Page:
When dealing with autism and spectrum disorders, early and intensive treatment usually produces substantially greater long term benefits. Applied Behavioral Analysis (ABA), medications, speech therapy, occupational therapy and physical therapy are commonly used as part of a comprehensive treatment plan. ABA programs are usually done early on in the child’s home, under the supervision of a behavioral psychologist. It is a one-on-one approach, which teaches a variety of skills. The goal is to get the child as close to “normal” developmental functioning as possible. Access to ABA―which has been found to be among the most effective treatments for autism spectrum disorders―has been limited because families are forced to struggle with their ability to pay out of pocket for this treatment.
In the past few years, many states have adopted legislation to include health coverage for these disorders and New York is the 29th state to implement such a law. In 2011, Governor Cuomo signed into law a bill (co-sponsored by Long Island’s Senator Charles Fuschillo, Jr.) that advocates for those with autism and ASDs. This new law is being viewed as one of the most comprehensive autism insurance reform measures in the country. Scheduled to take effect on November 1, 2012, this law provides coverage of “medically necessary” autism therapies, such as ABA, with a maximum annual benefit of $45,000 per covered individual. In addition to covering ABA, the new law will also cover behavioral health services, medications, diagnostic services, psychiatric and psychological services, therapeutic care, and assistive technology (as long as the services are medically necessary and prescribed or ordered by a licensed physician or licensed psychologist). Under the new law there is no limit on the number of visits per year, nor is there an age limitation, thereby extending this coverage to children and adults alike. Furthermore, an individual cannot be terminated from health insurance coverage due to the diagnosis of or treatment for ASDs. It should be noted, however, that these services are still subject to deductibles, co-pays and co-insurance, similar to those imposed on other health benefits. It should also be noted that this new law only applies to state regulated insurance plans. Accordingly, companies with self-funded insurance plans are not required to provide coverage under the new regulations. New York’s Medicaid program, which provides invaluable services to the disabled, does not provide coverage for ABA.
Today, the prognosis for people with autism is much more optimistic than it was in the past, when individuals with a cognitive disability were forced into institutional settings. While those with the diagnosis will continue to face challenges throughout their lives, the hope and goal is to have the greatest number of persons afflicted with autism and spectrum disorders remain with their families, and to enable them to live to their fullest potential within their communities. The severity of the disorder and the amount of treatment and therapy a person receives often determine the prognosis for the future. The ability for many families to now seek appropriate therapy as a covered benefit under their health insurance plans will likely be a welcomed economic relief to thousands of families dealing with these issues.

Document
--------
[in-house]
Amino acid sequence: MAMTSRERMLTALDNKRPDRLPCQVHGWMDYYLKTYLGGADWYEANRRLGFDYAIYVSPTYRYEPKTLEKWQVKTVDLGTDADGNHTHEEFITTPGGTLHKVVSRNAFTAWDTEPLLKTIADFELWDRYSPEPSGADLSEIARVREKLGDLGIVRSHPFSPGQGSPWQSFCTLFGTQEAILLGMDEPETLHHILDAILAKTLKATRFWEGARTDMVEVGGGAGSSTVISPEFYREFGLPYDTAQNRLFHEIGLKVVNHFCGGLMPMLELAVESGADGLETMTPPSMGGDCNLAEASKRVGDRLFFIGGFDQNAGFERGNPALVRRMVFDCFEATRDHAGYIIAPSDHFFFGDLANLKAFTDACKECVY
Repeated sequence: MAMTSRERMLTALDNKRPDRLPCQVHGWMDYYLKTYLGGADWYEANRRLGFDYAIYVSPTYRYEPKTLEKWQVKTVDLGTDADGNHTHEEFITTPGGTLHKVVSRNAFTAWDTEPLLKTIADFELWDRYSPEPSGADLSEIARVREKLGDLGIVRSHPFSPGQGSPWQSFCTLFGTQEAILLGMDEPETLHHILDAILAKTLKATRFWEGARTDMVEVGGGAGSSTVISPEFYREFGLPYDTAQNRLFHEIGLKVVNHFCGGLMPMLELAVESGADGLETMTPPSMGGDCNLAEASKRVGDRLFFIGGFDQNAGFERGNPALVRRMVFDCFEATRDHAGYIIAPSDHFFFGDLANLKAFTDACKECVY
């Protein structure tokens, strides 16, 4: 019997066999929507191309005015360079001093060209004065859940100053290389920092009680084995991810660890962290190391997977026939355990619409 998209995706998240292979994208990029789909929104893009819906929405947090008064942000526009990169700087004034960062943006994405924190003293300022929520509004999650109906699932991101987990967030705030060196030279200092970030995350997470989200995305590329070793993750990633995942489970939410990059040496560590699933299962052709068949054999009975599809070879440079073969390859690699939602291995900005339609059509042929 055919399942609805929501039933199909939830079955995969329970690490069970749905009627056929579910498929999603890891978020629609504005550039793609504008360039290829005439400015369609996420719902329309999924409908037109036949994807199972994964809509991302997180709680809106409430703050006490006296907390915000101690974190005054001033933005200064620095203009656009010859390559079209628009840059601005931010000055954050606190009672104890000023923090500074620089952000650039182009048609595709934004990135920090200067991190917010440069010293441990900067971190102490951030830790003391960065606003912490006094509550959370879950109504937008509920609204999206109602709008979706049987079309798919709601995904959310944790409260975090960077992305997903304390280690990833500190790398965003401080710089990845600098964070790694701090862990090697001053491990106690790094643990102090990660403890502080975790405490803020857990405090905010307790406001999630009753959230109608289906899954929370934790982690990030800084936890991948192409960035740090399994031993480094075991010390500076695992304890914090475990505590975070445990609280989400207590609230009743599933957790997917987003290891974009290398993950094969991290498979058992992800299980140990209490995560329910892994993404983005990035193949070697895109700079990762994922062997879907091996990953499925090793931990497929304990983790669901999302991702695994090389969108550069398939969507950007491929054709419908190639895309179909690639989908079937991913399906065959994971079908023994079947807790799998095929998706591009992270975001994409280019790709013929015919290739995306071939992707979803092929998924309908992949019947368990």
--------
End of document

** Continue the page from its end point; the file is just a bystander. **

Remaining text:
Andrew is the principal of the Law Offices of Andrew M. Cohen located in Manhattan and Garden City, and he is the father of three daughters, one of whom has multiple disabilities and graces the cover of his business brochure. His practice focuses on Trusts & Estates and Elderlaw, with an emphasis on planning for families with a disabled child. Andrew is a charter member of the Academy of Special Needs Planners, a national organization of attorneys who are dedicated to providing high quality legal services to the disabled community and, in May 2010, he was selected by Exceptional Parent magazine to receive its Maxwell J. Schleifer Distinguished Service Award. Andrew was added to the Long Island Board of Directors of Easter Seals New York in February 2011 and he was an advisor to Parents magazine for its March 2011 commentary on special needs planning. Andrew believes that it is crucial for parents of individuals with special needs to make all of the arrangements necessary to protect and provide for each family member, and he is a frequent lecturer on this topic. Visit www.amcohenlaw.com for additional information about Andrew and his practice.